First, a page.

Sunday, July 12, 2015

"A Winning Antenna Design" or "A New OCF Carolina Windom"

This antenna is based on a design by K4IWL and published in 2005 in an article named "A Winning Antenna" from a newsletter called "QRP Expressions." I have not seen any other issue of that news letter during my search of the Internet. I attempted to contact K4IWL but received no response so I do not want to republish the article by I can link it here.

It is similar to a Carolina Windom or an Off-Center-Fed design but I really like the radiation pattern that comes from the 10 feet of coax that hangs down from the 4 to 1 balun to a choke or line isolator. I will not rehash the design as it is included in the link above.

I did not make the 4 to 1 Balun as described in the article but rather used one from KI6J. Stu offers them as kits here. Those little kits are hard to beat for price. You can wind Stu's balun to be a 1 to 1, 4 to 1 or 9 to 1. I ordered another one for another linked dipole I am thinking about.

I used BNC connectors that I already had on hand and a piece of PVC pipe that was a shipping container for a whip antenna in its past life. It is 1 inch OD so it fit the washers I planned to use as end caps. I did not have screws and bolts to attached the BNC connectors to the washer so I used brass nails, solder and some glue.

The glue I used throughout the project is JB Weld Plastic Weld and I cannot say enough good things about it. It does require setup time but it secured everything I needed it to, metal and plastic.

Washers, BNC Connectors and brass nails.

Ferrites to be used for the line isolator (12 inches worth)

These numbers do not mean much to me but this is what I used

RG-58 U used for the line isolator/choke (I used about 14 inches)

Washers with the holes drilled out


Ferrets and coax going in to the pipe

The end connector going together

The ends are glued to the pipe

Perfect fit

Finished product


The 4 to 1 balun kit


together

add a 25 foot wire and 41 foot wire, 10 feet of coax and a feed line and it is ready to go



I tried it in the backyard and it worked fine. It is flat on 20 and about 1.7 to 1 on 30 meters and tuned all bands 80 through 6 meters no problem with an Elecraft T1 tuner. Of course the disadvantage is it takes some space to put this thing up. It is heavy at 1 pound 12 ozs and you need to be able to support it. However, on the right summit this thing should work very well.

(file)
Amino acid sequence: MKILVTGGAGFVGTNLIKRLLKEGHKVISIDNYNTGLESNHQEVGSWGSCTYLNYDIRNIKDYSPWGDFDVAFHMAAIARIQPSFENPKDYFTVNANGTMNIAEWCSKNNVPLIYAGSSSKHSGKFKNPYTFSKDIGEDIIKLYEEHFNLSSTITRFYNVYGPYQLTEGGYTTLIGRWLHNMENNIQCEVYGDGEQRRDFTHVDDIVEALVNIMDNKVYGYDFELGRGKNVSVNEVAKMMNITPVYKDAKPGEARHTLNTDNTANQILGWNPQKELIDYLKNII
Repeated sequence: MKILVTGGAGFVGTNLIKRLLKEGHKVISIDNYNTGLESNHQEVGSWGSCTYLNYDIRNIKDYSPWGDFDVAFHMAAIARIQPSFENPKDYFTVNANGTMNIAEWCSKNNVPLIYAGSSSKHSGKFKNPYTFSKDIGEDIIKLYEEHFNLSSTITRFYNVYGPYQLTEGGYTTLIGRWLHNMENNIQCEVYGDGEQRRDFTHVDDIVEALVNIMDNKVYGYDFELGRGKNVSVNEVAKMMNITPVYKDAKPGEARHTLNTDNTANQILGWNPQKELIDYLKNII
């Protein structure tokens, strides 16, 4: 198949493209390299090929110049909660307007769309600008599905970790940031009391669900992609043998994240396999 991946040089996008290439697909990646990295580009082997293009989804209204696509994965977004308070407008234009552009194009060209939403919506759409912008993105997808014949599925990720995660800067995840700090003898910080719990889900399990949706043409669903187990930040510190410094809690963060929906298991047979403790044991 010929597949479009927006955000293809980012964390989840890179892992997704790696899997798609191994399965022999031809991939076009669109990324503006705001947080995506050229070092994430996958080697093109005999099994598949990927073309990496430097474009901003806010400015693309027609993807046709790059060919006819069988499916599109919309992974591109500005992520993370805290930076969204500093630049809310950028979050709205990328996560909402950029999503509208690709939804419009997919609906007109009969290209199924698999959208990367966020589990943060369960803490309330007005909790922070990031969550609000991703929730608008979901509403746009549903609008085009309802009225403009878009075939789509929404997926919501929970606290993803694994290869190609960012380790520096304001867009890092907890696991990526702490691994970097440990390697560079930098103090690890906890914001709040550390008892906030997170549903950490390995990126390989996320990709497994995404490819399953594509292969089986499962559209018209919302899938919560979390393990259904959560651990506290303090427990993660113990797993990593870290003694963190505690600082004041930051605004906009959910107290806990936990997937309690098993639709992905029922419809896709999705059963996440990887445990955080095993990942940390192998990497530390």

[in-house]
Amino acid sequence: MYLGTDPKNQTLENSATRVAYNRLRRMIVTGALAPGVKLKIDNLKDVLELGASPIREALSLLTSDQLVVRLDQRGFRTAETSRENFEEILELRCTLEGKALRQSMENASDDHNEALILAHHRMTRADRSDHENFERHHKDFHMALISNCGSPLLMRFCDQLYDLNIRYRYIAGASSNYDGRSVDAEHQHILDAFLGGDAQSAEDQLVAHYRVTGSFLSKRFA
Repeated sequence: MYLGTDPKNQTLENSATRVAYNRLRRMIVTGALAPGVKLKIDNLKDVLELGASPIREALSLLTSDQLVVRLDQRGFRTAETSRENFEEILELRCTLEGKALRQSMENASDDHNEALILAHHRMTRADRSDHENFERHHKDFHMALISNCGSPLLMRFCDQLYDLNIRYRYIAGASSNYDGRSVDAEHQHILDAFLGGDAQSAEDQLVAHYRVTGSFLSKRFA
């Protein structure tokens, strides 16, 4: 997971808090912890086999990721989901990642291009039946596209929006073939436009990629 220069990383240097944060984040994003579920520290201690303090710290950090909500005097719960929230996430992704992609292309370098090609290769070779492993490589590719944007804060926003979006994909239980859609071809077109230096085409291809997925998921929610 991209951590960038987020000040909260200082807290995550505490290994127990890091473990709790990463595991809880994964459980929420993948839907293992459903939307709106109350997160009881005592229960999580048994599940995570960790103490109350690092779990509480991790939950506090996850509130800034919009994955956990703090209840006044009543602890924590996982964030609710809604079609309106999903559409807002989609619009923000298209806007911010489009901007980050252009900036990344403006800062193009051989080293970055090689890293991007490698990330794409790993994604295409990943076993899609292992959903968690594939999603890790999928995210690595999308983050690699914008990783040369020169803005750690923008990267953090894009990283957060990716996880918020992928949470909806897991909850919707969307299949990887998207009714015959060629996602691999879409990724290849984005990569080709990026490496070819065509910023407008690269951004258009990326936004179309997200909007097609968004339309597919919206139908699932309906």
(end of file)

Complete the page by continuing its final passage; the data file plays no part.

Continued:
I hope to get it up to a summit soon. I am positive it will out perform anything I have used in the past.  Thanks to K4IWL for the article/design and Stu, KI6J, for the balun kit.

If you plan to make this antenna please check this link as there is some additional information about the design.

Good luck

72
Frank
K0JQZ

UPDATE 16 July 2015: After getting some good advice (see comments) I went back and made a 4 to 1 Voltage Balun using a T106-2 (red) core toroid and 26 bifilar turns of 20 AWG enameled magnet wire. This is different that the original design but is recommended on the link I included above. I have not tried it yet but tested the balun and it seems to be flat at 50 ohms. I will update this entry when I test it.



Toroid wound and installed

The final product

UPDATE 18 July 2015: I was having all kinds of problems with the 4 to 1 balun in the small tin so I decided to use a pill bottle which did three things. Made it more light weight, gave me more room to work with and finally, it allowed me to attach a rope support and to tie off the antenna wire making it easier to adjust if needed. This helped a lot. I also decided to try David's other suggestion and use a 1 to 1 curruent balun instead of the ferris and coax. This saved a lot of weight and made the overall package much smaller. 

Pill Bottle Balun

Another view

1 to 1 current Balun

inside

I strung this up in the backyard and it performed well. I worked a few SOTA stations then decided to test another antenna. More to come.

Thanks David VE7EZM/AF7BZ

72
Frank
K0JQZ

6 comments:

  1. Frank, I would do two things differently.
    (1) I'd use the 4:1 balun design in the original article, not the one from KI6J.
    (2) I'd use a 1:1 current balun instead of all those toroids slipped over the coax 10 ft below the 4:1 baun.
    Here's why. The KI6J 4:1 balun is a current balun, designed both to have a 4:1 impedance transformation ratio and to do a good job of suppressing common mode current. The 4:1 balun in the original design is a voltage balun and it will do a lousy job of suppressing common mode current. Normally you want to do the best job of suppressing common mode current that you can. But not here. The common mode currnet on the 10 ft section of coax is what gives you the vertically polarized radiation, particularly helpful on 15 meters! Now below the line isolator you DO want to suppress common mode current, and an ordinary 1:1 current balun made out of a suitable toroid will do that far better than a bunch of toroids slipped over the coax, and at lower cost. Why? with the toroids slipped over the coax all in a row, each toroid has in effect one turn through it. With an ordinary 1:1 current balun as for example in the KI6J design, you can have many turns through one toroid.